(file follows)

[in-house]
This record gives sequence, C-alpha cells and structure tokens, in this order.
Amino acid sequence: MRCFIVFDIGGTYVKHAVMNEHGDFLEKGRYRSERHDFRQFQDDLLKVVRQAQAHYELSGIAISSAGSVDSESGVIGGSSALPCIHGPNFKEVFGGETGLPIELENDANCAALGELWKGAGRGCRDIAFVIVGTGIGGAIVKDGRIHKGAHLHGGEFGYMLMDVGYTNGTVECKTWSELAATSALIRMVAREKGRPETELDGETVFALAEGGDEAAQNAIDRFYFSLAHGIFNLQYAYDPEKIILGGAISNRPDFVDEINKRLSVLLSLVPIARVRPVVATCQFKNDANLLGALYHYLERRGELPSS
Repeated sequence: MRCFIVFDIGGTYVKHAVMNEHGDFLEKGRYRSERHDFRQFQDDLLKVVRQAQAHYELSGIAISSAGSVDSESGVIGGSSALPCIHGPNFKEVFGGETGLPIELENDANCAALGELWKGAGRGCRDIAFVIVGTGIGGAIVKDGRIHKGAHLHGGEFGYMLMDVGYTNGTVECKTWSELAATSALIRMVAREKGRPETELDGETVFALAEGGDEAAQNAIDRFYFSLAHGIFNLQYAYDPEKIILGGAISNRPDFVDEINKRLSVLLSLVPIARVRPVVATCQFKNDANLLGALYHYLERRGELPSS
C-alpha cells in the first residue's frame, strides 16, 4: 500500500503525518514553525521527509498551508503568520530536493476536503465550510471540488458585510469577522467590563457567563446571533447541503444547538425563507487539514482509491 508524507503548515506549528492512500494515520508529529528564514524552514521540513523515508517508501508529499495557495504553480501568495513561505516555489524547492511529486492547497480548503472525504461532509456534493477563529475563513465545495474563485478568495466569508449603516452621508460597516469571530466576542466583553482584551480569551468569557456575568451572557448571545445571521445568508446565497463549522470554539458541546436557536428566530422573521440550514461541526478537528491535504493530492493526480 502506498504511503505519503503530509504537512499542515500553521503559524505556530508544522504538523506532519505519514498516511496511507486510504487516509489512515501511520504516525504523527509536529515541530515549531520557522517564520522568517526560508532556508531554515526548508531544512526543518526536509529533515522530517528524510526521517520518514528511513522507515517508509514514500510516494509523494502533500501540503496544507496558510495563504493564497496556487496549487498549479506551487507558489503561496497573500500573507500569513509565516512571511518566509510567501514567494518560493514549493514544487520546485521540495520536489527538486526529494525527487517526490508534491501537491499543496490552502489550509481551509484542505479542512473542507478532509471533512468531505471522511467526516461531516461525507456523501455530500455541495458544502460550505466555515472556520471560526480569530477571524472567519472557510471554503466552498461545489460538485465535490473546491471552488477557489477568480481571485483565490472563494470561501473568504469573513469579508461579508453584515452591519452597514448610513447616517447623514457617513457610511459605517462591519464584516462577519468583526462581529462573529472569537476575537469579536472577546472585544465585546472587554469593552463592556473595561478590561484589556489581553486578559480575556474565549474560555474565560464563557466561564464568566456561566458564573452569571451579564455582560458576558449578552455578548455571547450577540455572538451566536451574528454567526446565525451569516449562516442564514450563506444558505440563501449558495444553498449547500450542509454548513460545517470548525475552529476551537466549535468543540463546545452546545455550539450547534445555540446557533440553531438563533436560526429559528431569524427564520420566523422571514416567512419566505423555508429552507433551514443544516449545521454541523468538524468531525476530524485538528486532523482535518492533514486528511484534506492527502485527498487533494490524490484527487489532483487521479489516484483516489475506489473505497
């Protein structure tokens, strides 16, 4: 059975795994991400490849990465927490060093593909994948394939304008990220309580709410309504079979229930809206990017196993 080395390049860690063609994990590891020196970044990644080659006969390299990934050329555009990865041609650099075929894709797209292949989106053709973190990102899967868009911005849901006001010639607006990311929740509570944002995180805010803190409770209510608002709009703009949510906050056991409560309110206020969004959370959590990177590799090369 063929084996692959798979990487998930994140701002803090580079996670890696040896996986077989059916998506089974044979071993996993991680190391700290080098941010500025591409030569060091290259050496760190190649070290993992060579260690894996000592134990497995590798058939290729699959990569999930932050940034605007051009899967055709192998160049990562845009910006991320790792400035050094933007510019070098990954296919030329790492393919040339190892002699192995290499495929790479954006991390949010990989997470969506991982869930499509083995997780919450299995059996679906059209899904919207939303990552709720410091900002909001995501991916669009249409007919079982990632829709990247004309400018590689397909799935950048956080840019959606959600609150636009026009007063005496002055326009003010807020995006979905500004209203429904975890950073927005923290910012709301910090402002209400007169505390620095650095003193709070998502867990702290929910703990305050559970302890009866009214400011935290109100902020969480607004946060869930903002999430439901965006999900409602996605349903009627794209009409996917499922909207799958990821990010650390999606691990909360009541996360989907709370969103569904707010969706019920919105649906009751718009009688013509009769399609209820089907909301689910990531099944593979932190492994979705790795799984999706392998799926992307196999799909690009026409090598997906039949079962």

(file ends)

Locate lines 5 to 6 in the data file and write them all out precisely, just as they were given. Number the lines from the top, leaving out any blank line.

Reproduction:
C-alpha cells in the first residue's frame, strides 16, 4: 500500500503525518514553525521527509498551508503568520530536493476536503465550510471540488458585510469577522467590563457567563446571533447541503444547538425563507487539514482509491 508524507503548515506549528492512500494515520508529529528564514524552514521540513523515508517508501508529499495557495504553480501568495513561505516555489524547492511529486492547497480548503472525504461532509456534493477563529475563513465545495474563485478568495466569508449603516452621508460597516469571530466576542466583553482584551480569551468569557456575568451572557448571545445571521445568508446565497463549522470554539458541546436557536428566530422573521440550514461541526478537528491535504493530492493526480 502506498504511503505519503503530509504537512499542515500553521503559524505556530508544522504538523506532519505519514498516511496511507486510504487516509489512515501511520504516525504523527509536529515541530515549531520557522517564520522568517526560508532556508531554515526548508531544512526543518526536509529533515522530517528524510526521517520518514528511513522507515517508509514514500510516494509523494502533500501540503496544507496558510495563504493564497496556487496549487498549479506551487507558489503561496497573500500573507500569513509565516512571511518566509510567501514567494518560493514549493514544487520546485521540495520536489527538486526529494525527487517526490508534491501537491499543496490552502489550509481551509484542505479542512473542507478532509471533512468531505471522511467526516461531516461525507456523501455530500455541495458544502460550505466555515472556520471560526480569530477571524472567519472557510471554503466552498461545489460538485465535490473546491471552488477557489477568480481571485483565490472563494470561501473568504469573513469579508461579508453584515452591519452597514448610513447616517447623514457617513457610511459605517462591519464584516462577519468583526462581529462573529472569537476575537469579536472577546472585544465585546472587554469593552463592556473595561478590561484589556489581553486578559480575556474565549474560555474565560464563557466561564464568566456561566458564573452569571451579564455582560458576558449578552455578548455571547450577540455572538451566536451574528454567526446565525451569516449562516442564514450563506444558505440563501449558495444553498449547500450542509454548513460545517470548525475552529476551537466549535468543540463546545452546545455550539450547534445555540446557533440553531438563533436560526429559528431569524427564520420566523422571514416567512419566505423555508429552507433551514443544516449545521454541523468538524468531525476530524485538528486532523482535518492533514486528511484534506492527502485527498487533494490524490484527487489532483487521479489516484483516489475506489473505497
């Protein structure tokens, strides 16, 4: 059975795994991400490849990465927490060093593909994948394939304008990220309580709410309504079979229930809206990017196993 080395390049860690063609994990590891020196970044990644080659006969390299990934050329555009990865041609650099075929894709797209292949989106053709973190990102899967868009911005849901006001010639607006990311929740509570944002995180805010803190409770209510608002709009703009949510906050056991409560309110206020969004959370959590990177590799090369 063929084996692959798979990487998930994140701002803090580079996670890696040896996986077989059916998506089974044979071993996993991680190391700290080098941010500025591409030569060091290259050496760190190649070290993992060579260690894996000592134990497995590798058939290729699959990569999930932050940034605007051009899967055709192998160049990562845009910006991320790792400035050094933007510019070098990954296919030329790492393919040339190892002699192995290499495929790479954006991390949010990989997470969506991982869930499509083995997780919450299995059996679906059209899904919207939303990552709720410091900002909001995501991916669009249409007919079982990632829709990247004309400018590689397909799935950048956080840019959606959600609150636009026009007063005496002055326009003010807020995006979905500004209203429904975890950073927005923290910012709301910090402002209400007169505390620095650095003193709070998502867990702290929910703990305050559970302890009866009214400011935290109100902020969480607004946060869930903002999430439901965006999900409602996605349903009627794209009409996917499922909207799958990821990010650390999606691990909360009541996360989907709370969103569904707010969706019920919105649906009751718009009688013509009769399609209820089907909301689910990531099944593979932190492994979705790795799984999706392998799926992307196999799909690009026409090598997906039949079962």